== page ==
On their way to visit the Chippewa Valley Technical College Manufacturing Education Center in Eau Claire on Manufacturing Day, students from River Falls and Ellsworth high school stopped for a couple of other tours.
“We were able to top at Schmitt Prototypes and Prototype Solutions in Menomonie on our way,” said Julie Winegar, tech ed teacher at Ellsworth High School. “It was great for them to see that manufacturing is not a dirty job and is pretty high tech. And at Prototype Solutions they work with Marvel Comics and make pieces of Iron Man suits for theme parks.”
“We stopped at the Wal-Mart Distribution Center in Menomonie on our way over,” said River Falls tech ed teacher Paul Haugland. “They saw a lot of automation — sorting automation and bar coding. They have things that can’t be shut down at all; they have to keep them running.”
Exposing high school students to such technology and how it is used in industry today was one of the primary purposes of CVTC’s observance of Manufacturing Day Friday, Oct. 5.
“Our goal is awareness of the opportunities in manufacturing in the Chippewa Valley,” said Jeff Sullivan, dean of manufacturing and skilled trades at CVTC. “We’re collaborating with our local high school teachers in doing career planning with the students.”
Manufacturing Day is an annual nationwide event held the first Friday in October. CVTC typically marks it with groups of students from area high schools touring its Manufacturing Education Center, listening to panel discussions by current CVTC manufacturing program students, and taking part in some hands-on activities. For about half of the day the students tour local manufacturing plants.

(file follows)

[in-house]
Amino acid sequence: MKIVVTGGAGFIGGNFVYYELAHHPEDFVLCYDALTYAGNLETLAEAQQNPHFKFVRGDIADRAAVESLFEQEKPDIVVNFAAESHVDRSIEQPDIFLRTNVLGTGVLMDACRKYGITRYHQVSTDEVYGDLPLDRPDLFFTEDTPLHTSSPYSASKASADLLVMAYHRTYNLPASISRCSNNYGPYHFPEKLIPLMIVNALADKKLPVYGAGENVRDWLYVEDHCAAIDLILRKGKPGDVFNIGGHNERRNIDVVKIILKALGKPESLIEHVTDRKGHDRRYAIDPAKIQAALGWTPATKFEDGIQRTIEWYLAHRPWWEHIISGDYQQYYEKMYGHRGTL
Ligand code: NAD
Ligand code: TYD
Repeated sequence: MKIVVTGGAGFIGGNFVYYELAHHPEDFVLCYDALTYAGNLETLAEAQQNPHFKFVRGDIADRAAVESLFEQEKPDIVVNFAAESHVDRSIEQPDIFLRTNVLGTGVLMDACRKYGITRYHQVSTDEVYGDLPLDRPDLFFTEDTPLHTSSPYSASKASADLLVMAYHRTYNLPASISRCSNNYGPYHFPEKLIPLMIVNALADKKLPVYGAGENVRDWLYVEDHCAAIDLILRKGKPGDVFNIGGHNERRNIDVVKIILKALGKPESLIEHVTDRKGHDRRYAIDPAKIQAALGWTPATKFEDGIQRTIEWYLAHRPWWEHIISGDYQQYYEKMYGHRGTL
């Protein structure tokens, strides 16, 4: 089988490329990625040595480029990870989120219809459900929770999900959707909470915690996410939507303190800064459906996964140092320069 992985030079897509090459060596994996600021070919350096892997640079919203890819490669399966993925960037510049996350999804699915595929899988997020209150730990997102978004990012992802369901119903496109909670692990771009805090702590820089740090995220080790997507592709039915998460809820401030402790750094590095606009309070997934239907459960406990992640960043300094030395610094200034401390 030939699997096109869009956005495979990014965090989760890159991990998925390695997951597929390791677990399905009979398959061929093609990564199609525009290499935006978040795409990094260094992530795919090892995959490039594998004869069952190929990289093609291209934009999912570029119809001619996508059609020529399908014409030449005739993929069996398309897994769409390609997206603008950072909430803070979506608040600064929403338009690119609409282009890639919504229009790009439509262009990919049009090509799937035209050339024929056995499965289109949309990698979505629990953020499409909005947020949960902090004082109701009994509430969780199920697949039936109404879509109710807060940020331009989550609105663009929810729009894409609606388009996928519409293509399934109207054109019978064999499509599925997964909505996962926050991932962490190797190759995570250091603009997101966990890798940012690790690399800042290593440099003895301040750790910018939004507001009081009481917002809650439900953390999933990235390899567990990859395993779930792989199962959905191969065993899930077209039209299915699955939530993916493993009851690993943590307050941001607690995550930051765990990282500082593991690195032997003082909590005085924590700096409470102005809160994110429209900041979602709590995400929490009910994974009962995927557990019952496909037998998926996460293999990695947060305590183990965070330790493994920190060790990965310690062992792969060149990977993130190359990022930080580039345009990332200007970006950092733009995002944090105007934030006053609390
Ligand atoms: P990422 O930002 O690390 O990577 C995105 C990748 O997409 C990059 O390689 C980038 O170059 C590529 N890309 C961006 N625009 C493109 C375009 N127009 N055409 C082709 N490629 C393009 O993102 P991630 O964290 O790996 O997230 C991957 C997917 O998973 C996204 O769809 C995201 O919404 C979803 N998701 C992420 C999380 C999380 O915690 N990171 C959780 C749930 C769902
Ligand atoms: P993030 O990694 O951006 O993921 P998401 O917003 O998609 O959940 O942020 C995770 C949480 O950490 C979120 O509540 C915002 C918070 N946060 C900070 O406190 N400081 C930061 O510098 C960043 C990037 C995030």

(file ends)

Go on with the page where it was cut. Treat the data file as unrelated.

“I want our students to be exposed to different options in manufacturing and connect it to their personal interests,” said Melissa Hansen, college and career readiness coordinator at River Falls High School, which brought 25 student to Manufacturing Day. “The exposure is the key. Today they can see where they can start and where they can go.”
“The students are gaining an understanding of the value of going to a two-year college,” said Winegar, who brought 43 students. “You don’t need a four-year degree to get into these positions, and these companies need workers.”
Included in this year’s Manufacturing Day was a pilot project focusing on Industrial Mechanics that involved Durand and Altoona students. Among one of the more intriguing activities involved a science and math experiment. A ping pong ball was placed in a hollow plastic tube, with different kinds and thicknesses of materials placed on each end. As air was pumped out of the tube, eventually one of the materials would fail, causing an inrush of air that would shoot the ball through the opposite end.
“The exercises we have planned help them learn to solve problems using math and science,” Sullivan said. Sullivan explained that the students involved in the pilot project spent time on fluid power, information technology and mechanical skills.
“The students are seeing small examples of things that tie directly into the real world,” said Kyle Danzinger, tech ed teacher at Durand High School. “They may see a machine only moving something three inches and have to troubleshoot why it isn’t working right. There are people who do that sort of thing for a living.”
Danzinger brought six students, all juniors, to the event. He didn’t know how many might be seriously exploring manufacturing careers, but there would be time for them to determine that for themselves.
“We need to expose them to it,” he said. “Maybe they like it, or they may learn that they don’t.”
Also participating were students from Blair-Taylor, Chetek-Weyerhauser, Fall Creek, Menomonie, Neillsville, Boyceville, Chippewa Falls, Bloomer, Independence, and Winter schools, plus others that came for the welding competition.